Date(s) - 03/20/2014
Functioning primarily as a stress distribution bumper within the joint, the temporomandibular joint (TMJ) disc is susceptible to numerous pathologies that may lead to structural degradation and jaw dysfunction. The limited treatment options and debilitating nature of severe Temporomandibular Disorders has been the primary driving force for the introduction and development of TMJ disc Tissue Engineering as an approach to alleviate this priority clinical issue.
A great deal of promise has been shown with the application of tissue engineering principles to regenerate “living” tissues, that would ideally accommodate typical loads of the joint and regain physiologic functionality. The branches of study investigated thus far have primarily focused on synthetic scaffold material, characterizing the native anatomy and physiology, cellular culture technique, and decellularization of TMJ discs. Cell survival and integration into the scaffold has proven problematic largely due to limited porosity, resulting in poor transport conditions that limit cell migration into the scaffold.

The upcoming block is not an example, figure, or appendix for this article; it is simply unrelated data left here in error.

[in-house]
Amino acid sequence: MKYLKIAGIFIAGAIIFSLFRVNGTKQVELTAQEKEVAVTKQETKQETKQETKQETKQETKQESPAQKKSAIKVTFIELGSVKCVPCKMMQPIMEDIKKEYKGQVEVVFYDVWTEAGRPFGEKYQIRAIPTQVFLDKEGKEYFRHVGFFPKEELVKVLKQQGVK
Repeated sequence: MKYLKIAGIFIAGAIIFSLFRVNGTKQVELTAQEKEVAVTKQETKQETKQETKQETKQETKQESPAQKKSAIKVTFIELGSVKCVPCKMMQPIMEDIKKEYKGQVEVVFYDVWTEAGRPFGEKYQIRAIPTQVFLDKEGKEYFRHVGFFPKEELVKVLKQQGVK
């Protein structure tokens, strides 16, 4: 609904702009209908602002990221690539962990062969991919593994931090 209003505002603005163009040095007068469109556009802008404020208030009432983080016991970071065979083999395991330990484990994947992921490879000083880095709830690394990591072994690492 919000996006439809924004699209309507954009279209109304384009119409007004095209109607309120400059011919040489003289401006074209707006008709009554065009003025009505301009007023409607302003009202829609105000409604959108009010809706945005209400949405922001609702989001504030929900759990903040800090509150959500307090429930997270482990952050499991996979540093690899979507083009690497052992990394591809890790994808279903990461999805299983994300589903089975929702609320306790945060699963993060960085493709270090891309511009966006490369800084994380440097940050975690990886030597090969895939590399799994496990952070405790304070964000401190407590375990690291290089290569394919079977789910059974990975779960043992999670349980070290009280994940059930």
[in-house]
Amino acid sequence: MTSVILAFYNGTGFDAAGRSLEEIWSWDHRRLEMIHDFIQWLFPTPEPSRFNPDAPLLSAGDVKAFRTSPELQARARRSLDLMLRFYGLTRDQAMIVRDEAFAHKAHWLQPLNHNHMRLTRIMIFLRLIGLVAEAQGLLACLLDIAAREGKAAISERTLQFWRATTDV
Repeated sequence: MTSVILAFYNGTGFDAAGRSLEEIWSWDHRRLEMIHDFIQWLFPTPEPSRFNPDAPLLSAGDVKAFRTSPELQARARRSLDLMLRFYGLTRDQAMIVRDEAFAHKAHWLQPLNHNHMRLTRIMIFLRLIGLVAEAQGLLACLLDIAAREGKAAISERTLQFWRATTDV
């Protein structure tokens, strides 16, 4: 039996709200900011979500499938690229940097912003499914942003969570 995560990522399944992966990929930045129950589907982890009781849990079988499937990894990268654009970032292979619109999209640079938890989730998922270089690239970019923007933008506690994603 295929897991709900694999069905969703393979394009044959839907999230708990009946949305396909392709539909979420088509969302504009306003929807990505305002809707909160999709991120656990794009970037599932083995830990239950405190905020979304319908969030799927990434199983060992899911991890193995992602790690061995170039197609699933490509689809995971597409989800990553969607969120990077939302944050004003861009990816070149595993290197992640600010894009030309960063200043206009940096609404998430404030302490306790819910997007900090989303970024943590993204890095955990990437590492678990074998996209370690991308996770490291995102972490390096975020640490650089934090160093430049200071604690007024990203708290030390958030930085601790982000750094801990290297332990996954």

The purpose of my thesis is to utilize a native porcine TMJ disc (pTMJ) as a xenogeneic ex vivo scaffold, and further modify the discs structure to enhance reseeding and transport conditions to create a mechanically and biologically functional disc. To then evaluate different physiologic mechanical loading conditions influence on the remodeling, cell phenotype, and mechanical viability of the disc.